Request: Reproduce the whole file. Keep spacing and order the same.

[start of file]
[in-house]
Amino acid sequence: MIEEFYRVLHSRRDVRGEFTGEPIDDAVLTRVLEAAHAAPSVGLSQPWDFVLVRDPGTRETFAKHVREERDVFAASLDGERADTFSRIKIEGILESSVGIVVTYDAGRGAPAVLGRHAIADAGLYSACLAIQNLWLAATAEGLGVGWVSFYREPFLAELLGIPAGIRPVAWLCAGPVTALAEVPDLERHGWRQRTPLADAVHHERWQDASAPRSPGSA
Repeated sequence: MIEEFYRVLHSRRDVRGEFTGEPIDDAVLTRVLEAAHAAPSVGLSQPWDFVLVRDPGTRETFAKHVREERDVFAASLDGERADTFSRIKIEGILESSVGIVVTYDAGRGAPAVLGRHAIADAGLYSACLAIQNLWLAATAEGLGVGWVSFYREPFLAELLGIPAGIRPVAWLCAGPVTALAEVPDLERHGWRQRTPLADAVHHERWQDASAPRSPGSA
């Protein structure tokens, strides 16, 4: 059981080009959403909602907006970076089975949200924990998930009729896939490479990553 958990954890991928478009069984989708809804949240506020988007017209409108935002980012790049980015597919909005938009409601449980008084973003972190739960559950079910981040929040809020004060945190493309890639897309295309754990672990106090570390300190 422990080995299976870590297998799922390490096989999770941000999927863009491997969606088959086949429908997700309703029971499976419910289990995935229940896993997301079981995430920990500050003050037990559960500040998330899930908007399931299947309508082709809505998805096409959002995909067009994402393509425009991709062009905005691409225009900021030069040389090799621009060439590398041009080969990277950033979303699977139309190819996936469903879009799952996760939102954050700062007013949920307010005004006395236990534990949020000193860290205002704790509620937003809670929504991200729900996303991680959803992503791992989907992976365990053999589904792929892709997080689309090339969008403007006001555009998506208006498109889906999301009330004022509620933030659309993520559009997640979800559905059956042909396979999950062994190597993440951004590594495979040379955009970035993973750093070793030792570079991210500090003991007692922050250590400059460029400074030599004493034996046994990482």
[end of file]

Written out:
[in-house]
Amino acid sequence: MIEEFYRVLHSRRDVRGEFTGEPIDDAVLTRVLEAAHAAPSVGLSQPWDFVLVRDPGTRETFAKHVREERDVFAASLDGERADTFSRIKIEGILESSVGIVVTYDAGRGAPAVLGRHAIADAGLYSACLAIQNLWLAATAEGLGVGWVSFYREPFLAELLGIPAGIRPVAWLCAGPVTALAEVPDLERHGWRQRTPLADAVHHERWQDASAPRSPGSA
Repeated sequence: MIEEFYRVLHSRRDVRGEFTGEPIDDAVLTRVLEAAHAAPSVGLSQPWDFVLVRDPGTRETFAKHVREERDVFAASLDGERADTFSRIKIEGILESSVGIVVTYDAGRGAPAVLGRHAIADAGLYSACLAIQNLWLAATAEGLGVGWVSFYREPFLAELLGIPAGIRPVAWLCAGPVTALAEVPDLERHGWRQRTPLADAVHHERWQDASAPRSPGSA
């Protein structure tokens, strides 16, 4: 059981080009959403909602907006970076089975949200924990998930009729896939490479990553 958990954890991928478009069984989708809804949240506020988007017209409108935002980012790049980015597919909005938009409601449980008084973003972190739960559950079910981040929040809020004060945190493309890639897309295309754990672990106090570390300190 422990080995299976870590297998799922390490096989999770941000999927863009491997969606088959086949429908997700309703029971499976419910289990995935229940896993997301079981995430920990500050003050037990559960500040998330899930908007399931299947309508082709809505998805096409959002995909067009994402393509425009991709062009905005691409225009900021030069040389090799621009060439590398041009080969990277950033979303699977139309190819996936469903879009799952996760939102954050700062007013949920307010005004006395236990534990949020000193860290205002704790509620937003809670929504991200729900996303991680959803992503791992989907992976365990053999589904792929892709997080689309090339969008403007006001555009998506208006498109889906999301009330004022509620933030659309993520559009997640979800559905059956042909396979999950062994190597993440951004590594495979040379955009970035993973750093070793030792570079991210500090003991007692922050250590400059460029400074030599004493034996046994990482």